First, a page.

Discogs is teaming up with Boiler Room to bring you ‘5 Records 5 Stories’ – the follow up to ‘From The Counter’ which sees a vinyl-spinning DJs take the decks at local record stores across Europe. While ‘From The Counter’ is about getting people dancing and hanging out in their local record stores, ‘5 Records 5 Stories’ takes us on a personal level with the DJs, sharing some of their favorite tunes and the tales behind how those tracks made their way into the DJ’s heart.
From The Counter recently headed north, streaming live from Picadilly Records in Manchester with Animal of Natural Sciences and Il Bosco of Red Laser Records. Get deeper into the setlist with Il Bosco as he tells us the stories behind 5 special records. Il Bosco’s enthusiasm for these records is unmatched, and his passion is absolutely infectious. It doesn’t take long to understand why he’s such a respected DJ in the Manchester scene. And he’s also a tonne of fun to watch.
Watch 5 Records 5 Stories with Il Bosco, and find the tracks below:
One of the great things about living in Salford is that there’s always someone who needs to get high, so they’ll sell anything to do it. One of my good mates, a guy who inspired me, called Chewy, he was an amazing DJ, he was a bit older than me, and he sold me a box of records for 40 quid. And because I’d missed the acid house scene, we got into rave, so it was something that had passed by the time we really got into music and buying tunes. The only thing with this is, my mum lent it up against the radiator when I went out once, and look at it jumping, like that. But you can play it from the middle, it’s alright.
One of the great labels of the time was Suburban Base. In fact this is a Suburban Base reissue. This one originally came out on Boogie Times Records out of Essex. I had got an original, next minute, playing it, I’m out of my head, leave my records and – gone. Look it up the next day, can’t buy it online, can’t get it, so had to get a reissue. But this is probably my favorite break hardcore record of all time. If you play it at the right time in any set, it crosses over. People are going, “What the fuck is this?!”. That’ll rattle the club, I tell ya. Every time.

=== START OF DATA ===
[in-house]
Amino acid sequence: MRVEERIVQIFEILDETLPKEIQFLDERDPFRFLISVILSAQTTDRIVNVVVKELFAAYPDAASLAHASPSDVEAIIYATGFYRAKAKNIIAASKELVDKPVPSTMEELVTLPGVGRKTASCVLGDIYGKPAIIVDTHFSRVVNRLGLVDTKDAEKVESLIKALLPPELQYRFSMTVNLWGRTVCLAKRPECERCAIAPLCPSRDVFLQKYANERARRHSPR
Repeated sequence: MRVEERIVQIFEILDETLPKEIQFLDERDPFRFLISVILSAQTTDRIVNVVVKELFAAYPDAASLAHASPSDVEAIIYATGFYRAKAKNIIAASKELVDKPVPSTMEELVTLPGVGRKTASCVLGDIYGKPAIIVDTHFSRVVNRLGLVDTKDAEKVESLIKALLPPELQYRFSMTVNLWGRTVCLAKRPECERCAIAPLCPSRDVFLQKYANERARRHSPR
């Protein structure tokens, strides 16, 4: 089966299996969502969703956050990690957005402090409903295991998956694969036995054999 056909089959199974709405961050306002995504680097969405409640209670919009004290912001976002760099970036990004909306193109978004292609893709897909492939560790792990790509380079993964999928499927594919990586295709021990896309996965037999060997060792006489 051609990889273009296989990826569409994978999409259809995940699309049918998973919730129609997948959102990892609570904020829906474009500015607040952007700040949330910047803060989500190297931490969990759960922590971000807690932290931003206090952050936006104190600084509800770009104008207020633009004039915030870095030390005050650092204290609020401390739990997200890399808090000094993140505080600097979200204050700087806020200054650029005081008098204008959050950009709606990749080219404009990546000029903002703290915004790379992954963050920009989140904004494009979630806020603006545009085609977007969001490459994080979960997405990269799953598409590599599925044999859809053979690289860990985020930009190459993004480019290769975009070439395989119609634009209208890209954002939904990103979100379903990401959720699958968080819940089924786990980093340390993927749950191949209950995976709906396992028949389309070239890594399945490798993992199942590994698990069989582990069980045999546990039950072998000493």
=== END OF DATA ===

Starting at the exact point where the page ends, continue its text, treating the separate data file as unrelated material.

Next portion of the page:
Placebo – 1973 – CBS (1973)
So then, was working in Fat City Records and this Counterpoint compilation came in called Placebo Sessions. I was like, “What’s this? This looks interesting”. And we put the album on while we were doing stuff in the shop and were like “Ah, this is amazing”, and then this track came on, and it just blew my head off. Couldn’t believe it was made in 1973! The track’s called Balek, and that was like ’98/’99. At the time i was listening to like, Mo Wax and sort of beat stuff like that, and I thought it was new! I thought somebody had made it like, that week. Just blew me knacker off. That intro is just heavyweight.
Bill Withers – Still Bill LP – Sussex (1972)
I can’t talk about this record without welling up! This, it’s not just one track off that, it’s the whole album. It’s just an absolutely fantastic album. And I suppose it means something special to me because it probably guided me and supported me through a lot of stuff actually and made some clarity on some real simple life situations. Bill Withers is just a master at saying a lot in very few words. He’s a master songwriter. Both me and my girlfriend love it, and we’ve always listened to it. They’re just great messages, really positive.
The Who – Eminence Front – Polydor (1982)
This is one of those records that’s proof that you should never ignore popular artists. I’ve sometimes fallen victim to the trap of: “They’ve sold billions of records worldwide, I won’t even look at what they do”, and just pass by people’s stuff. But I’d been looking in Manchester’s record shops, lot of great shops and great, knowledgable people; people there that have got great taste in music and will introduce you to stuff. A guy, played me this when he worked at Vinyl Exchange and it was a Who record.